By Vidur Apparao, CTO

As a member of the Netscape browser team in the mid-to-late 90’s, I participated on the front lines in the browser wars. I’m not just talking about the competition between Netscape and Microsoft for market share, but the battle between those of us trying to establish the browser as the next-generation application platform and the criminals trying to exploit it for nefarious purposes. At the core of the browser security stack was HTTPS, the protocol that ensures bidirectional encryption of communications and allows a user to validate the identity of the site to which he or she is connecting. It didn’t take long for the use of HTTPS to become common practice for all sensitive web transactions and in the last few years it’s used on many sites for all pages.

Despite the ubiquity and importance of email for transactional and business-critical communication, it’s taking much longer for the equivalent security standards in the email world based on the SMTP protocol to become as prevalent. The use of TLS (or, more correctly, STARTTLS) at the transport level and DMARC-based email authentication at the operational level can plug a significant hole in SMTP that criminals are exploiting on a daily basis. The good news is that usage of both SMTP over TLS and DMARC have finally reached a critical mass of adoption, with large email senders such as Facebook, PayPal and Twitter and email receivers such as Google, Microsoft and Yahoo contributing to the network effect.

If HTTPS secures web transactions by itself, why are both SMTP over TLS and DMARC required for email? With web transactions, the domain of the web server and the domain of the website must be the same. However, with email, multiple servers with different domain identities can send email on behalf of a given email domain. For example, only web servers with the domain identity acme.com can serve content for the website https://acme.com. But emails from the email domain acme.com may legitimately originate from servers hosted by companies like Google (since Acme uses Google Apps for Business), Salesforce and Marketo, each with a different domain identity.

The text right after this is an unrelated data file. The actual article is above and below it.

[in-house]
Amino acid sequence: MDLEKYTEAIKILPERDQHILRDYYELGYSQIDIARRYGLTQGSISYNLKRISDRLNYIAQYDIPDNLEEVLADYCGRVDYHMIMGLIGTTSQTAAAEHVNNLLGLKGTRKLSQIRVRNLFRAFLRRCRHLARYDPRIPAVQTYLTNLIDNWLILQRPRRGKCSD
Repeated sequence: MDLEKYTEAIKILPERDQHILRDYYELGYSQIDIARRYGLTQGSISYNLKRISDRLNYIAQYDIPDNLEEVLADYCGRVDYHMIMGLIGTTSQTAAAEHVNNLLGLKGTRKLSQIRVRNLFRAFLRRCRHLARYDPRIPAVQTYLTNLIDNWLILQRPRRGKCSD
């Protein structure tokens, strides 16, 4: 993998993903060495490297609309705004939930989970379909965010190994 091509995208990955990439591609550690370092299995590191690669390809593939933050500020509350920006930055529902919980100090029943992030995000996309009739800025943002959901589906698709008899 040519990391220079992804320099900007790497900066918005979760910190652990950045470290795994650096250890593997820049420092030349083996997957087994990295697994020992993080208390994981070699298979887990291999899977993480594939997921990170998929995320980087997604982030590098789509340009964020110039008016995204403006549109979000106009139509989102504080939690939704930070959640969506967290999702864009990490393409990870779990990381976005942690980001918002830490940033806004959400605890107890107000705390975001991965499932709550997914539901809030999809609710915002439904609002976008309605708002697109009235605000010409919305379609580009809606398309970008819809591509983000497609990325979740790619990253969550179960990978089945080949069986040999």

TLS will provide connection-level encryption and validate the identity of the servers involved in an SMTP exchange to each other, preventing wiretapping and man-in-the-middle attacks. But DMARC is necessary in addition to validate that a server can legitimately send messages for the email domain of the message, preventing spoofing attacks. The two used in conjunction can ensure end-to-end security between sending and receiving entities.

It’s been over a decade since the initial browser wars, but the battle to secure email still continues. With SMTP over TLS and DMARC, the tools are in place to win and it looks like they may soon gain the ubiquity of HTTPS.